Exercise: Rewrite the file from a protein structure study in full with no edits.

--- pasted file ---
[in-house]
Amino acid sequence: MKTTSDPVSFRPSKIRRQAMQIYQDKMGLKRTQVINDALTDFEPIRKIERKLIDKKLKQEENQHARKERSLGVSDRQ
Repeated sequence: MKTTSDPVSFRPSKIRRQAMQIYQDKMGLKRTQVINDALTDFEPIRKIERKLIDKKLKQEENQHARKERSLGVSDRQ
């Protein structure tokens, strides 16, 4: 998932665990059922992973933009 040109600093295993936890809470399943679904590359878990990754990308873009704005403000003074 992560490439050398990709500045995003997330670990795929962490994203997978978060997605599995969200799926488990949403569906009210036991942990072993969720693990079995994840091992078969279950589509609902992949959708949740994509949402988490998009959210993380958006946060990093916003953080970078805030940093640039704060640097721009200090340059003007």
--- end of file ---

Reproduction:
[in-house]
Amino acid sequence: MKTTSDPVSFRPSKIRRQAMQIYQDKMGLKRTQVINDALTDFEPIRKIERKLIDKKLKQEENQHARKERSLGVSDRQ
Repeated sequence: MKTTSDPVSFRPSKIRRQAMQIYQDKMGLKRTQVINDALTDFEPIRKIERKLIDKKLKQEENQHARKERSLGVSDRQ
């Protein structure tokens, strides 16, 4: 998932665990059922992973933009 040109600093295993936890809470399943679904590359878990990754990308873009704005403000003074 992560490439050398990709500045995003997330670990795929962490994203997978978060997605599995969200799926488990949403569906009210036991942990072993969720693990079995994840091992078969279950589509609902992949959708949740994509949402988490998009959210993380958006946060990093916003953080970078805030940093640039704060640097721009200090340059003007």